1) The title: What exactly was this title supposed to mean? Are the Klingons being regarded as dogs? (A line from "When Harry Met Sally": 'Is one of us supposed to be a dog in this situation!?'). Really, this title had pretty much no explanation or relevance to the story.

2) Another lame, going nowhere, who cares, teaser. 'nuff said.

3) LT. Reed's cold. Is there ONE actor in Hollywood that can succesfully act like they have a cold, without overplaying it for humor? And is it me, or is the "character with a cold" joke a little too trite these days? I don't know what I'm trying to say here, other than it just seemed to be cheap storytelling.

4) Ok. You're dehydrated. You need water. I suppose the smart thing to do is to drink whatever filthy Klingon water you can find. After all, the surroundings are clearly dirty and decayed, but I suppose the water is safe to drink. There is a scene missing where Reed is on the toilet suffering from "Kahless' Revenge" and cursing Hoshi for making [him] drink that diseased Klingon water she found in a bowl underneath the gutted Targ carcass hanging from the ceiling.

5) Another decon scene. Unnecessary for two reasons: One is the OBVIOUS sex appeal (but I do admit that Blalock and Linda Park are not entirely unattractive). The other is that they were supposed to be lingering in the decon chamber because they were finally glad to be clean.

Hello? I wasn't aware that the dirty klingon ship bothered you! Sure, it smelled bad, but that's pretty much ALL you said about it. This scene would've made more sense if, throughout the episode, the three of them kept making comments about the dirtiness of the Klingon ship. It just seemed a cheap, tacked-on way of getting the three of them in their undies.

Anyway, that's about it. I hope I have mentioned something that you might have missed or forgotten.

BTW, you might want to consider decreasing the font size (and eliminating the bold) of the text on your site, so there is less scrolling. Also, reading white text on a black screen can get a little tiring after a while. Maybe a new color scheme would help with that (black text on a more neutral colored background).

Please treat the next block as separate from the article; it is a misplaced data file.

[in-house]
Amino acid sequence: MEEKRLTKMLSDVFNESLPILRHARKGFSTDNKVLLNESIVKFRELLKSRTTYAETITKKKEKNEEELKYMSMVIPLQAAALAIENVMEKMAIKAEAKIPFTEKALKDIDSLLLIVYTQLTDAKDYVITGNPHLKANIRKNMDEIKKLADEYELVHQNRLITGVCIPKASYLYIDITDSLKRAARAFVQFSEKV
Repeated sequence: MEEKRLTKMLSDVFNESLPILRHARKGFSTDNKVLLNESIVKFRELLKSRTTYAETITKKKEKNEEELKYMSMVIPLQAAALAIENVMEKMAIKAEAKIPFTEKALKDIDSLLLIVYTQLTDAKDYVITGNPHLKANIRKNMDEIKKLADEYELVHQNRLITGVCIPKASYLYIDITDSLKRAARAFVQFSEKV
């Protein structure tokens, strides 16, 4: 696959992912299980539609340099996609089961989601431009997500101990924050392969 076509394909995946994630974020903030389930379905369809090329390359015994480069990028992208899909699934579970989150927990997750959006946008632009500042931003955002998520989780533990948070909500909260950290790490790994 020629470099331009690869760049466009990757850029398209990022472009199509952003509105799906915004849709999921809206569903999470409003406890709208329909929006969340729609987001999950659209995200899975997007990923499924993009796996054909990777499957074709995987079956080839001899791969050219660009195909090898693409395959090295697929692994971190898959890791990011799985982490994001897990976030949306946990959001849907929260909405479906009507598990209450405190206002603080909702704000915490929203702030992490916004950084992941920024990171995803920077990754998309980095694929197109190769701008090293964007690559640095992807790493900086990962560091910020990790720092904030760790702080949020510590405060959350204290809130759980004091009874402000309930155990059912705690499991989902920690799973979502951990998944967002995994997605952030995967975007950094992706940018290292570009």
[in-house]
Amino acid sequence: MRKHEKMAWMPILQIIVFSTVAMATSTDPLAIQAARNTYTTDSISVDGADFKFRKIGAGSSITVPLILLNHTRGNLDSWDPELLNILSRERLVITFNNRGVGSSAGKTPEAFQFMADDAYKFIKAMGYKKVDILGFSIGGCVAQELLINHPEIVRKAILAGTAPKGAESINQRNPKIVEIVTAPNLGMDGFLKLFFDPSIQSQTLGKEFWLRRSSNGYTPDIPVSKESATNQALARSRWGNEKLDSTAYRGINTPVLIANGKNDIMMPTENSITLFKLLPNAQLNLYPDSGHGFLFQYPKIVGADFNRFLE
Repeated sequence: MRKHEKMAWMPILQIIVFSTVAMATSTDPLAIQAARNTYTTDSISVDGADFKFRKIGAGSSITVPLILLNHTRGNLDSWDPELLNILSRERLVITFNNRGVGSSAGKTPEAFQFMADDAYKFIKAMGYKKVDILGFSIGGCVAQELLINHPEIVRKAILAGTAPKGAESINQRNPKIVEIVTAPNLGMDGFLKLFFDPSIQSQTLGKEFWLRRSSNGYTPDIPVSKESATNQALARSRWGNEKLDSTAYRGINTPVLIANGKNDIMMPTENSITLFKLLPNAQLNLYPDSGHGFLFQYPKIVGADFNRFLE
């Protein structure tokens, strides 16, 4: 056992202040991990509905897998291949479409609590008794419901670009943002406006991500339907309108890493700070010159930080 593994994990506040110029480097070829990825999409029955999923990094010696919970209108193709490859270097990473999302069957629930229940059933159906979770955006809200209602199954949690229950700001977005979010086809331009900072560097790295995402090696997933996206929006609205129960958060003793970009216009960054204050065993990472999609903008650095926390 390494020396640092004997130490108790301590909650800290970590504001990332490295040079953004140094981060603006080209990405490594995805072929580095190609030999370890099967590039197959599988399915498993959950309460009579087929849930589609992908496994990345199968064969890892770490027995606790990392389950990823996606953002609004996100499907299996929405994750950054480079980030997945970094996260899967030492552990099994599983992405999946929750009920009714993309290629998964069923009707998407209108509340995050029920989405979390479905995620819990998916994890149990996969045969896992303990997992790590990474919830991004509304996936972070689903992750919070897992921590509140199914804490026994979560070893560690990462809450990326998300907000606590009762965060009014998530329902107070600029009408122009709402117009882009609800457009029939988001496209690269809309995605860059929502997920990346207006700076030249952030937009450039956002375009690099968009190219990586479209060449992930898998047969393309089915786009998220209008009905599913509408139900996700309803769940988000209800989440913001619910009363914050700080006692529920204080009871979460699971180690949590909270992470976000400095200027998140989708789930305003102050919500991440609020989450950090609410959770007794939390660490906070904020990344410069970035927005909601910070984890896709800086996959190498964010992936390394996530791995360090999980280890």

Ok, I've rambled enough. If you're receptive, perhaps I'll contribute comments to future episodes. Good luck with your TV series! I hope it gets produced!"

- Ken.
January 31, 2001


A lot of people probably don't get the title. It's a reference to the phrase "Let Sleeping Dogs Lie". As in, don't wake them up or you'll have to deal with an iritated dog. The Klingons were just fine sleeping. It was when they woke up that they became a threat. With stupid or generic titles like "Civilization" and the upcoming "Fusion", this is one of the few titles that I thought was clever. But Ken can't be the only one not to get it, so it was worth explaining.

As for the text I use, I rarely use bold. Since one of the two shows I am trying to do is about a Blind Girl, I learned that people partially blind have a hard time reading things in bold, as in it makes it worst, not better to read. I was also told that white text on a black background was just as good as black text on a white background. I think it looks better. The regular text in the reviews is sized 4, but the "heading caption" in each box (in yellow) is sized 6. It probably gives the illusion to many that it is in bold. It is in fact just two sizes bigger and a different color.

As for too much scrolling, if you have Internet Explorer, try "View", "Full Screen". It's great. "F11" gets you in and out of it easily.

With the bulk of my site being text, I always assumed that a background graphic would be an annoyance. But I'll try it here to an extent. The Linda Parks background is for you, Ken.

- Richard Whettestone.